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November 2014


Vermont Agrability Project Helps Westfield Farmer Keep Farming

Vermont AgrAbility client feeding goatsWestfield--The large tires on the power chair easily navigated the rough terrain around the farmhouse as Robert Smith skillfully piloted the chair through several doors through the milk house into the feeding pens. He picked a pitch fork off the wall, plucked a fork-full of hay from a pile in the middle of the barn and drove to a pen of goats who received their first feeding from the smiling farmer in a new wheelchair.

Smith, 49, operates a goat dairy farm with his parents, Linda and Richard Smith, in Westfield. Although he has managed almost every aspect of the operation, his difficulty walking due to his cerebral palsy has made it challenging for him to get from his home to his barn to tend to his goats.

Thanks to the Vermont AgrAbility Project, he recently received the assistive equipment he needs to maneuver around his farm more easily.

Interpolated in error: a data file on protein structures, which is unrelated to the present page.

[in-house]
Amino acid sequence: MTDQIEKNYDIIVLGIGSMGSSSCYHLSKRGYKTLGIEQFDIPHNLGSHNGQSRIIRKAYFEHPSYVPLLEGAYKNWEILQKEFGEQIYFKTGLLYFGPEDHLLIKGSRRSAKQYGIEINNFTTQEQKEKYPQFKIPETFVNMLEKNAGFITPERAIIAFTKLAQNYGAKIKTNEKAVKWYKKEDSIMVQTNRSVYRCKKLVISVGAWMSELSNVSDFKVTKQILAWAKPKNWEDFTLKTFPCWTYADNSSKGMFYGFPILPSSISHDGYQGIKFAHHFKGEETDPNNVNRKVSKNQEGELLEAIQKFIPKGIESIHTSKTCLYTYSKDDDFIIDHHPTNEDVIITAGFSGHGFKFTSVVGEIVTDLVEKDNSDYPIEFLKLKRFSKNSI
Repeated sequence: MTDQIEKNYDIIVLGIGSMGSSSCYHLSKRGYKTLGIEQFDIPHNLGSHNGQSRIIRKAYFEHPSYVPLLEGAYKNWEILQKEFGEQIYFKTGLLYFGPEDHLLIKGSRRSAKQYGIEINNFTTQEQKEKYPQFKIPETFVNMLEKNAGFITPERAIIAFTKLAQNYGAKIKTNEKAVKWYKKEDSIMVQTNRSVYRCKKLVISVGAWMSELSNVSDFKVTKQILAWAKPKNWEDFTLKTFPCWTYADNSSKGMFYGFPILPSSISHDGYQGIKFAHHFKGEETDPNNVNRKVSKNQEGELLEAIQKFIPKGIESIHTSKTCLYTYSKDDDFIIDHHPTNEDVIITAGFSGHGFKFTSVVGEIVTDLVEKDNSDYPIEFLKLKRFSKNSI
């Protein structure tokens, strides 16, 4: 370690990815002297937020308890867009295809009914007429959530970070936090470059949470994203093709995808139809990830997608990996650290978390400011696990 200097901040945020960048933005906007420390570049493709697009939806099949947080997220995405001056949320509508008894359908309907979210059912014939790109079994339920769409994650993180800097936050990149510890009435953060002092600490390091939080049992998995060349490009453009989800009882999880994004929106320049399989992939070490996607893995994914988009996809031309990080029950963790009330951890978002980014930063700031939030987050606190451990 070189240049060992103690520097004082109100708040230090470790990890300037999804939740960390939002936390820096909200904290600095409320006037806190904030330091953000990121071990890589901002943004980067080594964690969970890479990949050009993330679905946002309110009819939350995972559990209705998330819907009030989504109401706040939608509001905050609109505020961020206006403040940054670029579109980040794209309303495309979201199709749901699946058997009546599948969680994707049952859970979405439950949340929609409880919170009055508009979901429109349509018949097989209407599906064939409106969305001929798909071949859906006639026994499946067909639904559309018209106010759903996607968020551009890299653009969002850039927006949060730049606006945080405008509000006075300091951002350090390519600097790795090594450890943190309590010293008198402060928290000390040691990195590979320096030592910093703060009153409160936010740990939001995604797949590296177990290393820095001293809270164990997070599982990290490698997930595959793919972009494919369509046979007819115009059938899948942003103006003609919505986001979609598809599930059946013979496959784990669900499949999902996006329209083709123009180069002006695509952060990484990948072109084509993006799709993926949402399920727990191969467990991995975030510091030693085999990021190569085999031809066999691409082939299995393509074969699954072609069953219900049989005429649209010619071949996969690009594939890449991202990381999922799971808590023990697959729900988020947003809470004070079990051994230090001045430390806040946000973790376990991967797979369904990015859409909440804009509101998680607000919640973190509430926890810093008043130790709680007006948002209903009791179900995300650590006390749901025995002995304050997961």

Vermont AgrA client Robert Smith with new motorized wheelchairGeoff Whitchurch, an outreach specialist with University of Vermont Extension's Vermont AgrAbility Project, was able to obtain a motorized wheelchair at no cost through GetATStuff (Get Accessible Technology Stuff), an online database ( of used and new assistive devices that people donate or sell to help others in need.

The power wheelchair that Whitchurch found came from Charlene Flinn of Barre whose husband, Sheldon, had received the wheelchair from a woman whose husband no longer needed it. Unfortunately, he never got the chance to use the chair, so she posted it on the GetATStuff web site for free to someone who could use it. When Whitchurch contacted Flinn, who comes from a farming family, she was excited to be able to donate the chair to a Vermont farmer.

Robert Smith, VT AgrA client, in new motorized wheelchair"The joy and excitement of receiving a power wheelchair was evident in Robert's eyes," says Whitchurch, who recently delivered the chair to the long-time goat farmer. "The pain and frustration that was evident before when Robert walked into and out of his house was replaced with relaxed confidence as I watched him smoothly transition from his house to his tractor and his barn in his new power wheelchair."

Submitted by Geoff Whitchurch